Just because you aren’t in Paris doesn’t mean you can’t recreate Paris at home, especially if home happens to be San Francisco. Terrance from paris-expat.com will be hosting a discussion with co-author Olivia Snaije about the book The Ethnic Paris Cookbook:
Monday, July 30th 6 to 7 pm
at Hotel Rex
562 Sutter Street
The discussion will be about the diversity of the ethnic diversity of Parisian cuisine.
firstname.lastname@example.org or 415-388-4956
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Likewise, I invite parislogue readers to start a discussion by posting your comment about your impressions of ethnic cuisine in Paris, i.e. have you ever tried cous-cous, and if so, do you like it? How ‘authentic’ is ethnic cuisine in Paris, or do you think Parisian diners get a ‘watered down’ version of the real thing?
Here is Nabbe’s recipe for Guinean beef stew:
Chop up a green pepper into small pieces. Chop up one onion.
Sautee cubed beef in palm oil (or peanut oil if you don’t have palm oil).
Add a can of tomato paste.
Add enough water to cover beef and make enough sauce for six (because you should never have fewer than six for this stew).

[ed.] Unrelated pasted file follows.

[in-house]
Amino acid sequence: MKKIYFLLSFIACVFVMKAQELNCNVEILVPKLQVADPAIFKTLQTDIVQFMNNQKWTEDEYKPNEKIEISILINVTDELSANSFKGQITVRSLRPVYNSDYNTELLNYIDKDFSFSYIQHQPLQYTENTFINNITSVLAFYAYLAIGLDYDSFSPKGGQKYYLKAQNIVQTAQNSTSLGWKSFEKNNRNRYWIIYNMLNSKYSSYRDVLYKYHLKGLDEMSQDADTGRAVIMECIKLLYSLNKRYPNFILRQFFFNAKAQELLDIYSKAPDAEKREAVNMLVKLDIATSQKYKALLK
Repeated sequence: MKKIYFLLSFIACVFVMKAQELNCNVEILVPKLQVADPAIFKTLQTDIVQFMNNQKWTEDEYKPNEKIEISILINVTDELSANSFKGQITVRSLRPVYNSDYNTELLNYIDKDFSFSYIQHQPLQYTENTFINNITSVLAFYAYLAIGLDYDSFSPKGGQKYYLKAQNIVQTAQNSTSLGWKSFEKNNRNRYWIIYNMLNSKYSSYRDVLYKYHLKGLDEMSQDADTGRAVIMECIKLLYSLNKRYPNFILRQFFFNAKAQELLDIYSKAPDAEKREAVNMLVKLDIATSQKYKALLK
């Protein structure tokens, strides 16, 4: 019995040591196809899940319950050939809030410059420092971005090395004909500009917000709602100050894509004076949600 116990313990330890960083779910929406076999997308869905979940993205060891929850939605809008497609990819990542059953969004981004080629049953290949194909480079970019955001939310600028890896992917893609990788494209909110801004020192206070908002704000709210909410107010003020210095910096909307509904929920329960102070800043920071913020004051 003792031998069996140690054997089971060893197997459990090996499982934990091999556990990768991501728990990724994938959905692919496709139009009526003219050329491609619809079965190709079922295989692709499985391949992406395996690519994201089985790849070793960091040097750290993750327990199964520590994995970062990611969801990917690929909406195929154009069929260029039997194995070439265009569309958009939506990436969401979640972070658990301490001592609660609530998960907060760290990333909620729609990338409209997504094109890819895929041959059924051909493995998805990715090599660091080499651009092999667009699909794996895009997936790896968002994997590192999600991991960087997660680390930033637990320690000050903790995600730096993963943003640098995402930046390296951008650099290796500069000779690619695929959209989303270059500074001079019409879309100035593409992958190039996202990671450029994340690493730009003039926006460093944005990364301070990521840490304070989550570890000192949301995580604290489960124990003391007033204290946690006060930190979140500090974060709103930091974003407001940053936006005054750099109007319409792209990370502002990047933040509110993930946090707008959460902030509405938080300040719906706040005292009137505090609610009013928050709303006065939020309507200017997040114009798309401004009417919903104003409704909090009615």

Add at least four tablespoons of peanut butter known as pate d’arachide in the market.
Add two packs of frozen spinach (or fresh spinach is better if it’s in the market).
Add one to two small green chili peppers (whole) yes, the really hot ones. But don’t let anyone try to eat the chili pepper whole or they’ll turn purple.
Let this stew simmer until the meat is really tender. (You can do this in a slow cooker if you have one) Otherwise, just let it simmer for a long time on the stove top). Serve this sauce over rice. This stew is good anytime, anywhere. I’ve made it for ten people camping out in the Sierra Nevadas – or you can have at home in your Paris apartment on a Sunday afternoon with friends. There’s always enough for one more person.